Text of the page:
HTC’s Desire HD is now bigger and better than the Desire before it and more than a match for any modern smartphone. Along comes the Nokia N8, a swagger in its step, buoyed by a beefy spec and a brand new Symbian OS… Which one would you smash with a hammer?
The Desire HD features 3G/HSDPA (7.2Mbps), 802.11b/g/n Wi-Fi and Bluetooth 2.1 with EDR/A2DP. The N8 features 3G/HSDPA (10.2 Mbps), 802.11b/g/n Wi-Fi and Bluetooth 3.0 with A2DP. (1-1)
Size & Weight:
In terms of raw size and weight, the Desire HD is slightly skinnier than the N8 with a chassis that’s only 11.8mm thick. The Desire HD, meanwhile, is much wider, measuring 68.0mm to the N8′s 59.12mm. In terms of weight, the HTC Desire HD weighs 164g, while the N8 is a more lightweight and pocket-friendly 135g. (1-2)
The Desire HD’s 8.0 MP lens features an array of goodies such as: autofocus, dual LED flash, face detection capability, geotagging and 720p HD video recording. Photos taken with the camera will have a resolution of 3264 x 2448 pixels.
The N8 trumps its rival with an improved 12.0 Megapixel lens with a maximum resolution of 4290 x 2800 pixels. Nokia has really pushed the boat out here, throwing in Carl Zeiss optics, a Xenon flash, autofocus, geo-tagging, face/smile detection, plus 720p HD video capture and editing. A extra camera on the front is perfect for video calling. Although does anybody really do video calls? Anyone? (1-3)
Here’s how the raw technology of the cameras compare*.
1.0MP – 1280 x 960 pixels
2.0MP – 1600 x 1200 pixels
3.1MP – 2048 x 1536 pixels
5.0MP – 2592 x 1944 pixels
8.0MP – 3264 x 2448 pixels (HTC Desire HD)
10.0MP – 3872 x 2592 pixels
12.0MP – 4290 x 2800 pixels (Nokia N8)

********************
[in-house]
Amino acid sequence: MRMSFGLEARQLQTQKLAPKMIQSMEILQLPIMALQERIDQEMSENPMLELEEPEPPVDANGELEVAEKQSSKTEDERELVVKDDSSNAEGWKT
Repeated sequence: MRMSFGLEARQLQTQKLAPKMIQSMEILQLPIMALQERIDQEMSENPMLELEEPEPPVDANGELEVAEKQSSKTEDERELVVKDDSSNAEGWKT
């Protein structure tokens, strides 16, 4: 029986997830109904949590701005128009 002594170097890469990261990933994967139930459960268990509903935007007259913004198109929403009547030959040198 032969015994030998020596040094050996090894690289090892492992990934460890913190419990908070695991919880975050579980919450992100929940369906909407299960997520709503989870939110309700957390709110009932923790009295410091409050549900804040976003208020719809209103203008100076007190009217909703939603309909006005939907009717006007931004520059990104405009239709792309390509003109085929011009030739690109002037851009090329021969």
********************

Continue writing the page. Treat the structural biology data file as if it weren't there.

16.0MP – 4920 x 3264 pixels
*These are typical resolutions. Actual resolutions may vary
Headlining the HTC Desire HD is a 4.3-inch touch-sensitive LCD display with a resolution of 480 x 800 pixels. It has 384,000 pixels onscreen overall, which works out at 216.977 pixels per inch.
View the best mobile displays in The ‘pixel density’ league table
At only 3.5 inches, the N8′s touch-sensitive AMOLED screen has less room. Its 360 x 640 pixel resolution is also no match for the HTC display. The surprisingly average pixel density of 209.714 pixels per inch here is less than the 216.977 rating given to the Desire HD. (2-3)
This is where the Desire should pull back a few points. On the inside, the N8 uses a ARM 11, rated at 680MHz. The Desire HD’s processor is a nippy 1GHz Qualcomm Snapdragon QSD8255 chip. As for software, the Desire HD uses the latest and greatest version of Android (Froyo), while the N8 runs the new Symbian ^3 OS, which is promising, if untested in battle. (4-3)
Storage-wise, the N8 provides more space out of the box with 16GB of internal storage. This compares to the Desire HD’s 1.5GB. Plug a bigger memory card into the Desire HD’s microSD expansion slot and the maximum capacity rises to 33.5GB. The inclusion of a microSD expansion slot on the N8 bumps up the capacity to a massive 48GB. (4-4)
Measuring battery life isn’t an exact science. But the Desire HD weighs in with 9.0 hours of talktime; the N8 in comparison boasts 12.0 hours of talktime. In terms of standby times, HTC’s phone can last 420 hours, while Nokia’s model boasts 390 hours. The N8 steals it here and edges into the lead. The question is: can it keep it? (4-5)
The Desire HD also includes: GPS/A-GPS, g-sensor, digital compass, built-in FM radio, Dolby Mobile, DLNA wireless content sharing and HTCSense.com integration. The N8 features onboard 3D graphics acceleration, GPS/A-GPS (with free Ovi Maps), digital compass, Web TV, Flash support, FM radio (with RDS) and an HDMI out with Dolby Digital Plus support. (4-5)
The Nokia N8 wins!
As good as the improvements to the HTC Desire HD are, the N8 emerges as the winner of this fight (4-5). Nokia is hoping to recapture some market share by releasing a phone that outclasses the hardware of its rivals. So it has the highest-spec camera (a 12MP lens, no less), not to mention the best all-round camera features. It’s also got the most memory and it benefits from a slim and lightweight build. But a slow processor and Symbian ^3 could prove to be its undoing.
Do you agree with the outcome of this fight? Leave us a comment below now…